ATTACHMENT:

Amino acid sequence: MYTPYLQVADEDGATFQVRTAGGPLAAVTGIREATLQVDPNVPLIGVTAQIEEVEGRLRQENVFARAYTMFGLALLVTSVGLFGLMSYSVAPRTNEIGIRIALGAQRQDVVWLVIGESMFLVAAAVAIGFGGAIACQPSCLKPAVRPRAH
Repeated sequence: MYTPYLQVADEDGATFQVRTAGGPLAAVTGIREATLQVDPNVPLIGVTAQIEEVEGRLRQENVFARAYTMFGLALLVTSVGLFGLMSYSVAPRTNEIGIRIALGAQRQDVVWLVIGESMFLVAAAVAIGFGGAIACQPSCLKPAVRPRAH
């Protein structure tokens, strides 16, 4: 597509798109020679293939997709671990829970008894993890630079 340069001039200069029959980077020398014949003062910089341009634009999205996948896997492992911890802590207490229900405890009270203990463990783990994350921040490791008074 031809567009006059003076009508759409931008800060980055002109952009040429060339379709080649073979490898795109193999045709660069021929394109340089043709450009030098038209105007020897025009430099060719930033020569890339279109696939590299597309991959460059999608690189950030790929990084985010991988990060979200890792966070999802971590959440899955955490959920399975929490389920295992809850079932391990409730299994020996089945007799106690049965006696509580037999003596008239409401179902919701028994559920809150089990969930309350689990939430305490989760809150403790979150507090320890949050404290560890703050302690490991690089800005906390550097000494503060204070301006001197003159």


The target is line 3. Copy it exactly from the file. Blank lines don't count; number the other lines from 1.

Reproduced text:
């Protein structure tokens, strides 16, 4: 597509798109020679293939997709671990829970008894993890630079 340069001039200069029959980077020398014949003062910089341009634009999205996948896997492992911890802590207490229900405890009270203990463990783990994350921040490791008074 031809567009006059003076009508759409931008800060980055002109952009040429060339379709080649073979490898795109193999045709660069021929394109340089043709450009030098038209105007020897025009430099060719930033020569890339279109696939590299597309991959460059999608690189950030790929990084985010991988990060979200890792966070999802971590959440899955955490959920399975929490389920295992809850079932391990409730299994020996089945007799106690049965006696509580037999003596008239409401179902919701028994559920809150089990969930309350689990939430305490989760809150403790979150507090320890949050404290560890703050302690490991690089800005906390550097000494503060204070301006001197003159």